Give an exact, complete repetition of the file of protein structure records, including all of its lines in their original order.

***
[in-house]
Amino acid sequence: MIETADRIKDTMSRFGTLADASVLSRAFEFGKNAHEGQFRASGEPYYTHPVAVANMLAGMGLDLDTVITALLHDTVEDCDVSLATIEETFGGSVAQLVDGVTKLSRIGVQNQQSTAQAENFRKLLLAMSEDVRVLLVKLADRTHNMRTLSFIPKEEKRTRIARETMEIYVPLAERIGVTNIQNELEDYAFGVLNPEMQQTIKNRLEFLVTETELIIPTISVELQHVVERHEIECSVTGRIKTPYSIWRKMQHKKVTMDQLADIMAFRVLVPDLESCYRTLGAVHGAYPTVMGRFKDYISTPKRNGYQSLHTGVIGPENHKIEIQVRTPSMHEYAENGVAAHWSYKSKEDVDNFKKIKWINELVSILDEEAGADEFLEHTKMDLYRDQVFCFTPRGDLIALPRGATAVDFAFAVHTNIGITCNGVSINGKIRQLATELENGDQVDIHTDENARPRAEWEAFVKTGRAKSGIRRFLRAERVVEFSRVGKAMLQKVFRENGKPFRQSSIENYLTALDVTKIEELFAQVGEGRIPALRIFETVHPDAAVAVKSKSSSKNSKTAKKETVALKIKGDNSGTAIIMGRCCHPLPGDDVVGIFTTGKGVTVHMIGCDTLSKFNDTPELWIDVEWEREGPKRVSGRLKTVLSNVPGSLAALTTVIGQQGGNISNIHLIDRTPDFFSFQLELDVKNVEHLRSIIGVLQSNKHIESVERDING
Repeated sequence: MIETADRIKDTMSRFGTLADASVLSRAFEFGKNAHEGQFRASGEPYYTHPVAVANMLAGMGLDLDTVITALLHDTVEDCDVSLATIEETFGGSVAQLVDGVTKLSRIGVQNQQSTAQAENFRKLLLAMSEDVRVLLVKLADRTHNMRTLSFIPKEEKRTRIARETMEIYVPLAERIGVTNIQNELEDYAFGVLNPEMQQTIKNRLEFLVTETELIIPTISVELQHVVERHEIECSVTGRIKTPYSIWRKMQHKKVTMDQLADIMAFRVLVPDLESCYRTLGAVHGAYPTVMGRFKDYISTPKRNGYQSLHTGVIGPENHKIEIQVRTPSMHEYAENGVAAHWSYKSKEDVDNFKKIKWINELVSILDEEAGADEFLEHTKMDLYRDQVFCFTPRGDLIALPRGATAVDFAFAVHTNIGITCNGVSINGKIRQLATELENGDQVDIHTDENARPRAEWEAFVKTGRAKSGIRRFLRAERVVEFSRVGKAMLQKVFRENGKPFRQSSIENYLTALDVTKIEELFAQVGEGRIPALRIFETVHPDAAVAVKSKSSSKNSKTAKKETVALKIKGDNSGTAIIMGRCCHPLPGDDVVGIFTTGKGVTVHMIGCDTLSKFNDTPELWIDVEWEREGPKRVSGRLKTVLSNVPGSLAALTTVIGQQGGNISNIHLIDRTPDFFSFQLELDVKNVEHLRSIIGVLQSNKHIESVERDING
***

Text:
[in-house]
Amino acid sequence: MIETADRIKDTMSRFGTLADASVLSRAFEFGKNAHEGQFRASGEPYYTHPVAVANMLAGMGLDLDTVITALLHDTVEDCDVSLATIEETFGGSVAQLVDGVTKLSRIGVQNQQSTAQAENFRKLLLAMSEDVRVLLVKLADRTHNMRTLSFIPKEEKRTRIARETMEIYVPLAERIGVTNIQNELEDYAFGVLNPEMQQTIKNRLEFLVTETELIIPTISVELQHVVERHEIECSVTGRIKTPYSIWRKMQHKKVTMDQLADIMAFRVLVPDLESCYRTLGAVHGAYPTVMGRFKDYISTPKRNGYQSLHTGVIGPENHKIEIQVRTPSMHEYAENGVAAHWSYKSKEDVDNFKKIKWINELVSILDEEAGADEFLEHTKMDLYRDQVFCFTPRGDLIALPRGATAVDFAFAVHTNIGITCNGVSINGKIRQLATELENGDQVDIHTDENARPRAEWEAFVKTGRAKSGIRRFLRAERVVEFSRVGKAMLQKVFRENGKPFRQSSIENYLTALDVTKIEELFAQVGEGRIPALRIFETVHPDAAVAVKSKSSSKNSKTAKKETVALKIKGDNSGTAIIMGRCCHPLPGDDVVGIFTTGKGVTVHMIGCDTLSKFNDTPELWIDVEWEREGPKRVSGRLKTVLSNVPGSLAALTTVIGQQGGNISNIHLIDRTPDFFSFQLELDVKNVEHLRSIIGVLQSNKHIESVERDING
Repeated sequence: MIETADRIKDTMSRFGTLADASVLSRAFEFGKNAHEGQFRASGEPYYTHPVAVANMLAGMGLDLDTVITALLHDTVEDCDVSLATIEETFGGSVAQLVDGVTKLSRIGVQNQQSTAQAENFRKLLLAMSEDVRVLLVKLADRTHNMRTLSFIPKEEKRTRIARETMEIYVPLAERIGVTNIQNELEDYAFGVLNPEMQQTIKNRLEFLVTETELIIPTISVELQHVVERHEIECSVTGRIKTPYSIWRKMQHKKVTMDQLADIMAFRVLVPDLESCYRTLGAVHGAYPTVMGRFKDYISTPKRNGYQSLHTGVIGPENHKIEIQVRTPSMHEYAENGVAAHWSYKSKEDVDNFKKIKWINELVSILDEEAGADEFLEHTKMDLYRDQVFCFTPRGDLIALPRGATAVDFAFAVHTNIGITCNGVSINGKIRQLATELENGDQVDIHTDENARPRAEWEAFVKTGRAKSGIRRFLRAERVVEFSRVGKAMLQKVFRENGKPFRQSSIENYLTALDVTKIEELFAQVGEGRIPALRIFETVHPDAAVAVKSKSSSKNSKTAKKETVALKIKGDNSGTAIIMGRCCHPLPGDDVVGIFTTGKGVTVHMIGCDTLSKFNDTPELWIDVEWEREGPKRVSGRLKTVLSNVPGSLAALTTVIGQQGGNISNIHLIDRTPDFFSFQLELDVKNVEHLRSIIGVLQSNKHIESVERDING